Wall Street Journal Lucky That Tony LaRussa Didn't Have to Kick its Ass
On their regular sports page Thursday, the Wall Street Journal takes a look at some of baseball's arguably "bad ideas." Included is the strategy of having the pitcher bat eighth, which a certain St. Louis Cardinals manager routinely did the past couple years but this year has said he will do more sporadically.
Several statisticians who have studied the matter say it does make some
sense. Seattle Mariners consultant Tom Tango says the move doesn't make
a huge difference, but could give the team something on the order of
two runs over the course of a season. In fact, he says, the No. 8 hole
is actually the ideal spot for the pitcher. "It's more important to set
up the top of the order with a bad hitter than a horrible one," he
says. That benefit, he says, outweighs the cost of letting the pitcher
get a few more at bats.
Also quoted in the piece is another old friend, Andy MacPhail, who weighs in on the question of whether it's possible for a tall catcher to succeed in the majors. MacPhail's opinion is relevant given the rising star of O's catching prospect, Matt Wieters, who stands 6-foot-5 and hit .355 with 27 homers last year between Class A and Double-A.
Andy's answer is non-committal.
I love winning! It's, like, better than losing?
You lollygag the ball around the infield. You lollygag your way down to first. You lollygag in and out of the dugout. You know what that makes you? Larry!
Its too bad Warren didnt get to pitch. He would have saved us.
Whoa -- that Contreras play in the 8th looked too much like a "Schwarber" -- nearly crashed into the wall going full speed, with Heyward doing the same.
New rule: if you are a catcher playing LF, and find yourself sprinting after a fly ball in the gap -- stop, let the CF go after it and get ready to play it off the wall.
Cubs have no spark and no life. Pretty boring to watch these days.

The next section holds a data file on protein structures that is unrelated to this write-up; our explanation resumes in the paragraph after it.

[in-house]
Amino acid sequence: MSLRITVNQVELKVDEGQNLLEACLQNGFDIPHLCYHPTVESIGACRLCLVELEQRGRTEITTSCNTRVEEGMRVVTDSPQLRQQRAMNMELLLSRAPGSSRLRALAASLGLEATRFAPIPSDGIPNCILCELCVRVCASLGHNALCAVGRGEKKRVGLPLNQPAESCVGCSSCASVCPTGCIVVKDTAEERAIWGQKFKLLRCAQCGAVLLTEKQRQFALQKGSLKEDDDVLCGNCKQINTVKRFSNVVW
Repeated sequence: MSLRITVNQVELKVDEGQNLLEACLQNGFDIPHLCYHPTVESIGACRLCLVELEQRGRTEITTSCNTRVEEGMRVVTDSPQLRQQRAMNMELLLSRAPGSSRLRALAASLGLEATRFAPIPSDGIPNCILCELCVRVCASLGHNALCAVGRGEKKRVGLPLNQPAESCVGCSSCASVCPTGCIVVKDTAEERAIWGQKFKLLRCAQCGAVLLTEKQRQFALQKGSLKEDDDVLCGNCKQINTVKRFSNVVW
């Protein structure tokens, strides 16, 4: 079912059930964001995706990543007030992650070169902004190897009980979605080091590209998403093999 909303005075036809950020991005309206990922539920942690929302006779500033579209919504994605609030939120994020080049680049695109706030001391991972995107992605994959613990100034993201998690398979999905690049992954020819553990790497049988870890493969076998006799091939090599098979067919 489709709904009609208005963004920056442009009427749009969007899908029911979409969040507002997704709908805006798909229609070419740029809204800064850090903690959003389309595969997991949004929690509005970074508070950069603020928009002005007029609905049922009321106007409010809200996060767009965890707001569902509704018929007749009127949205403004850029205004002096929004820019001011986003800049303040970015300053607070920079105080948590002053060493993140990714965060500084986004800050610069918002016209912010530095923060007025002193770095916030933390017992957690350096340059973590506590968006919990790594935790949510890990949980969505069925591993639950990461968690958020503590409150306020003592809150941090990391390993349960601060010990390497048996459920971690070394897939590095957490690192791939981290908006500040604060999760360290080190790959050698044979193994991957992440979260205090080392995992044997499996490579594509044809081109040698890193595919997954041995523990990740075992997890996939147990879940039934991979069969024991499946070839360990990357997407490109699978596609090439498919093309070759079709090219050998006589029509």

I thought trips to Miami were supposed to be fun. This one sucked.
The bottom half of the bullpen now turns close games into blowout losses. Not good.
Once Fowler went to the DL, the team went into the tank. Wonder if he'll get any love this offseason? Probably not.
6IP, 2ER. The last one scored because of another botched Zobrist DP turn.
And now, a bad throw by KB. Sloppy.
What is it with Hammel always starting well and sucking after a couple months?
Ahhh...sad. Lke a few of you here, I saw him play during the '69-'71 seasons. He was the "hot Zobrist" for the club in August/September of '69 while everyone else was fizzling out...
I predict: "They will play hard and if they give the same effort every day, they'll win a lot of games."
OK, boys -- find a way to win today.
There's some BA is missing too, here's all signing bonus BA doesn't have some:
-6 Hockin $241,000 (slot price), 7 Cruz $75,000 (saved $110,00), 8 Ridlings $120,000 (saved $53,800), 9 Robinson $30,000 (saved $132,300), so far the Cubs have saved an extra $297,100
Zobrist (2B), Hayward (CF), Bryant (3B), Rizzo, Contreras (LF), Montero, Russell, Coghlan (RF), Hammel
Also -- despite losing 6 of their last 10, the Cubs picked up a game on both STL and PIT during that period. Weird, given that they swept PIT and were swept by STL.
Also, I'd like to know if there are numbers to back up my suspicion that there are a lot more fast starts than late June romps. This seems like a time where everybody not named Willson Contreras is looking a little tired and/or banged up a bit.
For once, the Cubs got off to a fast start. Seems like I've been waiting for that for 50 years.Everybody is really gunning for this team, too. It's their playoffs.